We know Laura as a visitor to this blog. She once won a comment contest by writing “Ugh.” I’m so glad that didn’t start a trend.
Where the Music Ends (available on amazon.com, $5.99) is her first published novella. I read it in a sitting yesterday, 99 pages. I enjoyed it, and I won’t easily forget it; but to review it analytically–well, that won’t be easy.
That’s because it’s a kind of fairy tale, or myth. As such, it leaves many things unexplained. It’s as if a painter tried to portray a landscape in as few brush-strokes as possible.
So we have a valley, with seven villages in it, surrounded by a powerful spell laid down by an evil witch, and no one can get in or out. Worse, the witch periodically creates some kind of “music”–it is not described–that summons children out of their homes by night: some of them never to return at all, and others spiritually maimed. We’re not told why the witch does this, or what she does with the children that she keeps. We can only wonder.
Twins Alice and Joseph are called out by the music. Alice is able to resist the witch’s power, but she can’t save Joseph. She meets another boy named Gilbert who has also resisted, although wounded by the attack of a probably magical wolf. As they try to get back home, and get a doctor for Gilbert, they discover that the witch has cursed them with a very nasty curse: people can’t see them, hear them, or help them. Their only hope is to get out of the valley altogether.
I don’t want to try to retell the story here. Suffice it to say that, to overcome the witch and lift her spells, and to save Joseph if they can, the children must discover and then speak the “free words,” whatever they turn out to be; and it seems that what will also be required are “a sword, a word, and blood.” And this means sacrifice.
I can’t decide whether this story is just right as it is, or whether many more details should have been provided. Start doing that, though, and the next thing you know, your novella is a bust and you find yourself writing a novel. As a fantasy writer–who writes novels, not novellas–I do believe in allowing much scope to the reader’s imagination. It’s often more effective than anything I can think of saying about certain people and locations, etc. Should Laura have told us what the witch’s music sounds like? Or would that have risked ruining the story? I don’t know. It’s not my story.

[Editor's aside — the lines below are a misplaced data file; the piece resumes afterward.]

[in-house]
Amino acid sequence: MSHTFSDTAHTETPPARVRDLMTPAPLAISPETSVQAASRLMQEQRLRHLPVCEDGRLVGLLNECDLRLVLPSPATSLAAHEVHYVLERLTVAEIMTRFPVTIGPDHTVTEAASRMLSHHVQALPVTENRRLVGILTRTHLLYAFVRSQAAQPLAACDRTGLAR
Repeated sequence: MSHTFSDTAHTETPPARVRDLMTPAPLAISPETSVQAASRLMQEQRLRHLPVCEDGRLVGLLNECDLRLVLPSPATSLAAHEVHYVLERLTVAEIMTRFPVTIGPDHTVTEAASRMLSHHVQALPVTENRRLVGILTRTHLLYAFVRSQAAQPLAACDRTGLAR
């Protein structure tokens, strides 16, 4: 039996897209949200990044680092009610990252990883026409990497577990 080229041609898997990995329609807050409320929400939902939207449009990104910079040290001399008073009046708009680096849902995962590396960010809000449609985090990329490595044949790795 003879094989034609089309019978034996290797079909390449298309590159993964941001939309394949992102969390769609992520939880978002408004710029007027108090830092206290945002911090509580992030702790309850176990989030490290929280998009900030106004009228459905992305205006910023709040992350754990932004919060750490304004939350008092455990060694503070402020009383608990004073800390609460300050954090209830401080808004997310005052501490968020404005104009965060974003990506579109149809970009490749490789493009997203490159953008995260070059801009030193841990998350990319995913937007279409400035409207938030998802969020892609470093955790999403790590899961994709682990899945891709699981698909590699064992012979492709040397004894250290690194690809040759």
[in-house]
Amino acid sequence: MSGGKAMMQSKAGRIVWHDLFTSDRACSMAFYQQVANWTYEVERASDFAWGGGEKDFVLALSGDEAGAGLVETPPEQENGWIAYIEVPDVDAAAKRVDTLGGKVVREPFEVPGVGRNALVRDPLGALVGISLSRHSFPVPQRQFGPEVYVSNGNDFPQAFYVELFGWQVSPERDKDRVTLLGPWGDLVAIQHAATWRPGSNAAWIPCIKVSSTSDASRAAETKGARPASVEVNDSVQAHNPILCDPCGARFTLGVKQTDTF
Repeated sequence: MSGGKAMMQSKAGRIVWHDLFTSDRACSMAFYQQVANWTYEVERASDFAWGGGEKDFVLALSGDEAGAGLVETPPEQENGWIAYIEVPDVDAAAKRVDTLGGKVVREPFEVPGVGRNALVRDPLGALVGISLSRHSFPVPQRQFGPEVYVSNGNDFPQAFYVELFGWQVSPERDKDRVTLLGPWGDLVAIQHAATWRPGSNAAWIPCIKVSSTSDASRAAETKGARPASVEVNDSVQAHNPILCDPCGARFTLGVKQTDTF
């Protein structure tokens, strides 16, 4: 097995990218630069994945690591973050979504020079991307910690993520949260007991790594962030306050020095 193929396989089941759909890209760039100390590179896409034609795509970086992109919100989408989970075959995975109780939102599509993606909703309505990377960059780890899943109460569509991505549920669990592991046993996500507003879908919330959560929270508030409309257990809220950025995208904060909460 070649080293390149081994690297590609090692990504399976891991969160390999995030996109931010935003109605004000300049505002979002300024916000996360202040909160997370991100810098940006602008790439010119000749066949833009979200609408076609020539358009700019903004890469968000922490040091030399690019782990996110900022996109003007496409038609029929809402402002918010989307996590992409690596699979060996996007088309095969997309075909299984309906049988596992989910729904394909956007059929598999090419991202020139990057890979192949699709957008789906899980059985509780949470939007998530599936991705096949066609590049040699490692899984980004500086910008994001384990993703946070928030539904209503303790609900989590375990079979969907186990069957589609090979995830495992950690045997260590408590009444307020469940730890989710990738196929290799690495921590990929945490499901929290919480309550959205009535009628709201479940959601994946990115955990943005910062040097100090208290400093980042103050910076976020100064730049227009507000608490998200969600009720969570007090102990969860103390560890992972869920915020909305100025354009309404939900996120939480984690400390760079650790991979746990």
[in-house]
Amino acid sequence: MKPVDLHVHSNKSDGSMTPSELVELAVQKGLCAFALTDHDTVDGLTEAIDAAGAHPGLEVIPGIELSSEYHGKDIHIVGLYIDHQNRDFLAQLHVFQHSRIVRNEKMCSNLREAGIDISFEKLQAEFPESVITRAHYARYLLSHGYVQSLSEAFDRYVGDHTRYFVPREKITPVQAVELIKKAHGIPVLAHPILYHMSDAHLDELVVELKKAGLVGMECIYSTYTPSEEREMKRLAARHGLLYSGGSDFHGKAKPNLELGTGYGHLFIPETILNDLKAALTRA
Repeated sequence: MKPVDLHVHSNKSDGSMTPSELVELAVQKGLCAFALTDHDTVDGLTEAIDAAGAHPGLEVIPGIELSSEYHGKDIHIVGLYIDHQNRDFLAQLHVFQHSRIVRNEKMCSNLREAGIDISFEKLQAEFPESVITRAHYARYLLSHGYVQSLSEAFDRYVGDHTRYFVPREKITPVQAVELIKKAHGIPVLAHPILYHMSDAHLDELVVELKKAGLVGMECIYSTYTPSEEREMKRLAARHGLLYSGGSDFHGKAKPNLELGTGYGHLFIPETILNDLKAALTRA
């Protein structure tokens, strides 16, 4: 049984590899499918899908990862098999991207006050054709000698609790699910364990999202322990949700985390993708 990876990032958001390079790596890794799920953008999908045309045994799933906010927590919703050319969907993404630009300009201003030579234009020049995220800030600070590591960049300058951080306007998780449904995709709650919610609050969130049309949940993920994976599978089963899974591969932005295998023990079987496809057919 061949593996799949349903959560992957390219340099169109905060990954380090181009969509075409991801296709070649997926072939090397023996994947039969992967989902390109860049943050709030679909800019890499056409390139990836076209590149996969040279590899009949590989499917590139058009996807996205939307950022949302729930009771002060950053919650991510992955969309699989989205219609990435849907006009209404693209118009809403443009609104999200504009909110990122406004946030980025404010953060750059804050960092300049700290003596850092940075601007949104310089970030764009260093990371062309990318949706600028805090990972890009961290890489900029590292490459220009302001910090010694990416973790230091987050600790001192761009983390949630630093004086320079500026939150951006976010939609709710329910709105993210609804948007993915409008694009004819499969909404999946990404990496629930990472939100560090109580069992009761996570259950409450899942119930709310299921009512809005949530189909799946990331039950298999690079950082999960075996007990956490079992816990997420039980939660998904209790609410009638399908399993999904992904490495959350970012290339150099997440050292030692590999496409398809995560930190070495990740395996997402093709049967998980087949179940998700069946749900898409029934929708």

When I was a boy there used to be a program on educational TV, “Japanese Brush Painting.” The artist would demonstrate how to paint a horse, for instance, in just a few simple strokes, achieving not photographic realism, but something of the essence of a rearing horse. It really worked! I didn’t have a brush, but I did try to imitate him with a ball-point pen. I turned out some pretty nice pictures of horses.
Where the Music Ends reminds me of one of those Japanese brush paintings. There is beauty in it, simplicity–and a lot of somewhat creepy stuff going on in the background. I don’t know whether Laura has ever read Lord Dunsany, but there’s something in here reminiscent of his shorter stories of supernatural encounters.
All of which means that I enjoyed the novella and can recommend it to you.
Just don’t expect a lot of explanation.